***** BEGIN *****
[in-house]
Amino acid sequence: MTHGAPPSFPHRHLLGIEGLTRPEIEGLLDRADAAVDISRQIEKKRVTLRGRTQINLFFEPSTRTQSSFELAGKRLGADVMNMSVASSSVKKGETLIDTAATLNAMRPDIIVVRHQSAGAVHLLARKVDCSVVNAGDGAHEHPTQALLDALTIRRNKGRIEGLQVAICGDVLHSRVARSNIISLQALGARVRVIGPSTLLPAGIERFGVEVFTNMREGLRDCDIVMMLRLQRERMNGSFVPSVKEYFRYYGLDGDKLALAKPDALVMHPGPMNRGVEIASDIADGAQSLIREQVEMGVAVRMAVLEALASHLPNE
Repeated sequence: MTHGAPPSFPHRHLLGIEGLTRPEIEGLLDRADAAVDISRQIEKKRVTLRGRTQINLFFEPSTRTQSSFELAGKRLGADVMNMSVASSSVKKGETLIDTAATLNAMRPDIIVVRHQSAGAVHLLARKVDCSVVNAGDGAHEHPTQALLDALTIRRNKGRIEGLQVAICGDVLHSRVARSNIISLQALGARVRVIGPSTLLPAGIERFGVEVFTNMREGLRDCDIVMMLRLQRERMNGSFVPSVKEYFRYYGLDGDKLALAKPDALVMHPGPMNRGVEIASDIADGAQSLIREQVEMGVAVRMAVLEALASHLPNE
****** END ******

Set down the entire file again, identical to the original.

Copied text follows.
[in-house]
Amino acid sequence: MTHGAPPSFPHRHLLGIEGLTRPEIEGLLDRADAAVDISRQIEKKRVTLRGRTQINLFFEPSTRTQSSFELAGKRLGADVMNMSVASSSVKKGETLIDTAATLNAMRPDIIVVRHQSAGAVHLLARKVDCSVVNAGDGAHEHPTQALLDALTIRRNKGRIEGLQVAICGDVLHSRVARSNIISLQALGARVRVIGPSTLLPAGIERFGVEVFTNMREGLRDCDIVMMLRLQRERMNGSFVPSVKEYFRYYGLDGDKLALAKPDALVMHPGPMNRGVEIASDIADGAQSLIREQVEMGVAVRMAVLEALASHLPNE
Repeated sequence: MTHGAPPSFPHRHLLGIEGLTRPEIEGLLDRADAAVDISRQIEKKRVTLRGRTQINLFFEPSTRTQSSFELAGKRLGADVMNMSVASSSVKKGETLIDTAATLNAMRPDIIVVRHQSAGAVHLLARKVDCSVVNAGDGAHEHPTQALLDALTIRRNKGRIEGLQVAICGDVLHSRVARSNIISLQALGARVRVIGPSTLLPAGIERFGVEVFTNMREGLRDCDIVMMLRLQRERMNGSFVPSVKEYFRYYGLDGDKLALAKPDALVMHPGPMNRGVEIASDIADGAQSLIREQVEMGVAVRMAVLEALASHLPNE